Pearl Jam’s members are outspoken critics of the ticketing industry, but that doesn’t mean they’re getting behind the BOSS Act, which, if passed, would more comprehensively regulate the distribution and resale of event tickets.
On the contrary, the five-piece rock band has written an opposition letter to New Jersey Representative Frank Pallone Jr., who is in the process of retooling and drafting the BOSS Act (or the Better Oversight of Secondary Sales and Accountability in Concert Ticketing Act).
In the letter, Pearl Jam acknowledges the challenges faced by fans who wish to see their favorite artists perform live. But they also note that the legislation’s unintended consequences far outweigh its positives; the BOSS Act “primarily, if not entirely, benefits professional ticket resellers.”
Additionally, the letter indicates that the BOSS Act’s proposed ban on non-transferable ticketing would assist scalpers and harm genuine fans. Last week, Pearl Jam for partnering with Ticketmaster to prevent ticket reselling from becoming an issue on their upcoming Gigaton Tour. According to the band, it’s up to “artists to limit scalping and ticket fraud.”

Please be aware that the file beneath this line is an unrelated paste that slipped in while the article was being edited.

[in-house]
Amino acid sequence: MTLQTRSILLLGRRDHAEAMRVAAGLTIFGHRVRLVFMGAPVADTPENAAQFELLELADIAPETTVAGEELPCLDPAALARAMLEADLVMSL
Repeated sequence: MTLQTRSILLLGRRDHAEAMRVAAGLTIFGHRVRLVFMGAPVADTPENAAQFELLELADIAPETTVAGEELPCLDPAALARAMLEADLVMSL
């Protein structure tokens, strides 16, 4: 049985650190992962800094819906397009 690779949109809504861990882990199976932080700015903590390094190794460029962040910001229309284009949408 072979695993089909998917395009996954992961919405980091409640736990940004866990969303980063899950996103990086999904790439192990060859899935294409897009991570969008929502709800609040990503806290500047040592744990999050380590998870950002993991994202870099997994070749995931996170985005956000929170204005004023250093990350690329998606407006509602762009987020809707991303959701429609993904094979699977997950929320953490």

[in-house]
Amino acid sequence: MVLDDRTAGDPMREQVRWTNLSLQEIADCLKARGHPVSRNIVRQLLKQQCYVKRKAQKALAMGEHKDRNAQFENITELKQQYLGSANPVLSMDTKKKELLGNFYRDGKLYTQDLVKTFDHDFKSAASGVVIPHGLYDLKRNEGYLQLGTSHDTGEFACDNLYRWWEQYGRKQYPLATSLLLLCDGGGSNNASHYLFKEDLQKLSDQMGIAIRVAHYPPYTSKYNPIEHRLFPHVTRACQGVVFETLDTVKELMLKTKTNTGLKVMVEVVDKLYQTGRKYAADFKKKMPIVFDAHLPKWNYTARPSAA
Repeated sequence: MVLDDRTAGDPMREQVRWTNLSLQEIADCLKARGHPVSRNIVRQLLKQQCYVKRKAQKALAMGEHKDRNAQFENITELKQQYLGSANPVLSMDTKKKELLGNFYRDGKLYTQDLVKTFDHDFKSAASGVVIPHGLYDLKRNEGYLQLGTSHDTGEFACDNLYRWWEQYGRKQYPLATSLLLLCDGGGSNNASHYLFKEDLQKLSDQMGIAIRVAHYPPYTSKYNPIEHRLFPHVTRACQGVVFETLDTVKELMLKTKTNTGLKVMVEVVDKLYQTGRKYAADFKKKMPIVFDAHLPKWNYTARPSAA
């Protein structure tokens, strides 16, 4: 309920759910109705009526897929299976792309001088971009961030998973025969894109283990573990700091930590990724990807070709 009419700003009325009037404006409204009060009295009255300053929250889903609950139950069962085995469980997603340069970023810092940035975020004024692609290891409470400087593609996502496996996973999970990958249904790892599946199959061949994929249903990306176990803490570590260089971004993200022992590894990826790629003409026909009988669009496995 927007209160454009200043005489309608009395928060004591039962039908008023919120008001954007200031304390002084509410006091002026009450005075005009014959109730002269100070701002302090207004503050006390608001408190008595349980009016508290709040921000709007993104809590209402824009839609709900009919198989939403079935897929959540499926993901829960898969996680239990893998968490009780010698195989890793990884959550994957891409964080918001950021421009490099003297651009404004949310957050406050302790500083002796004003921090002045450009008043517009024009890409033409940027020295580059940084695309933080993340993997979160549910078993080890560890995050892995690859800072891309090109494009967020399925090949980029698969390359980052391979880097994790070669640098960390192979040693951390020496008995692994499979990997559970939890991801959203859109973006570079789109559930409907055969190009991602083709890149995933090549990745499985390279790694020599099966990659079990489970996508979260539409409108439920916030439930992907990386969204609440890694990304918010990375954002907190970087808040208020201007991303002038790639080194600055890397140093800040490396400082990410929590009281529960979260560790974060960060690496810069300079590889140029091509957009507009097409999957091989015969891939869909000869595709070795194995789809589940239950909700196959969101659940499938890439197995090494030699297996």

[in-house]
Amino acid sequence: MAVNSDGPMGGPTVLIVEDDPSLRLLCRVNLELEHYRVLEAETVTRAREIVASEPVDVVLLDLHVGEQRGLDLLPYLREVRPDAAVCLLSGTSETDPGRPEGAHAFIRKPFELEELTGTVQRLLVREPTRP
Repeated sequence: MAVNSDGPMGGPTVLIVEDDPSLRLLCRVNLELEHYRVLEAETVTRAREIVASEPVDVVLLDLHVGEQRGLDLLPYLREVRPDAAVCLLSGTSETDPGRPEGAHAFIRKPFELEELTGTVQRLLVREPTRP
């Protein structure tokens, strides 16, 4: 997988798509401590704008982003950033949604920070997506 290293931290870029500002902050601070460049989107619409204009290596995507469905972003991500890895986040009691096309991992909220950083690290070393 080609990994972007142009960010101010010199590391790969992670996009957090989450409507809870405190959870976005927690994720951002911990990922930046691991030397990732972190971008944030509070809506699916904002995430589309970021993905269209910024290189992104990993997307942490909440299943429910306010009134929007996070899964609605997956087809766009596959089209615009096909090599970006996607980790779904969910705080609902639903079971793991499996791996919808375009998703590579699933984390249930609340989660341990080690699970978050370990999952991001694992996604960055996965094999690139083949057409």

The letter proceeds to state that requiring primary ticket sellers to reveal the total number of available tickets would further encourage and aid scalpers. Lastly, the message closes with a rundown of the BOSS Act elements that Pearl Jam finds favorable, including the provisions that address the transparency of ticket websites and , as well as the suggested limits on non-human (bot) ticket reservations.
Pearl Jam was embroiled in a contentious dispute with Ticketmaster during the 1990s, going as far as boycotting the company’s venues over what was perceived as monopolistic business practices. However, changes to Ticketmaster’s policies helped to bring about a more positive relationship, and as mentioned, Ticketmaster is the sole distributor of tickets for Pearl Jam’s Gigaton Tour, which will begin on March 18th.
The album of the same name is slated to release on March 27th.